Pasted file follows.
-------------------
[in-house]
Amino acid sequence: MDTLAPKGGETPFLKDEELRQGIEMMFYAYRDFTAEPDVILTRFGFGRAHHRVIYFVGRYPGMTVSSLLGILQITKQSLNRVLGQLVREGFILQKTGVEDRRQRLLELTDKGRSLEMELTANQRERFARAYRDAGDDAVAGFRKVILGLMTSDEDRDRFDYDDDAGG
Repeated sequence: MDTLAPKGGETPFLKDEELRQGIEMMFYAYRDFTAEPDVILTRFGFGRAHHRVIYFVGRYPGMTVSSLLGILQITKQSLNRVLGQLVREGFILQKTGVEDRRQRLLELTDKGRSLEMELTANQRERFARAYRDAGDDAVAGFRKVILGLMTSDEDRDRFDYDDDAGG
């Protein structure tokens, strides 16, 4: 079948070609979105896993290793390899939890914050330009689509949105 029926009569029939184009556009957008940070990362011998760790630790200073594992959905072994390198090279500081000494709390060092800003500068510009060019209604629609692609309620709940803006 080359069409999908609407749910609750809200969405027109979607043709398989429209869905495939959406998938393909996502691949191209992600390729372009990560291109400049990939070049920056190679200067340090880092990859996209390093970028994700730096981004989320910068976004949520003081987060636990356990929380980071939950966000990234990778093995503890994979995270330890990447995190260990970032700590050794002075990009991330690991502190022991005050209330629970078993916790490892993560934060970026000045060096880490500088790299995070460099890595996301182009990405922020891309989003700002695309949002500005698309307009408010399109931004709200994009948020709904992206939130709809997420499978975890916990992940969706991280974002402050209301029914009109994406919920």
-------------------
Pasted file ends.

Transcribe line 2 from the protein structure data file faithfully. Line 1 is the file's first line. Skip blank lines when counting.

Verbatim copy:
Amino acid sequence: MDTLAPKGGETPFLKDEELRQGIEMMFYAYRDFTAEPDVILTRFGFGRAHHRVIYFVGRYPGMTVSSLLGILQITKQSLNRVLGQLVREGFILQKTGVEDRRQRLLELTDKGRSLEMELTANQRERFARAYRDAGDDAVAGFRKVILGLMTSDEDRDRFDYDDDAGG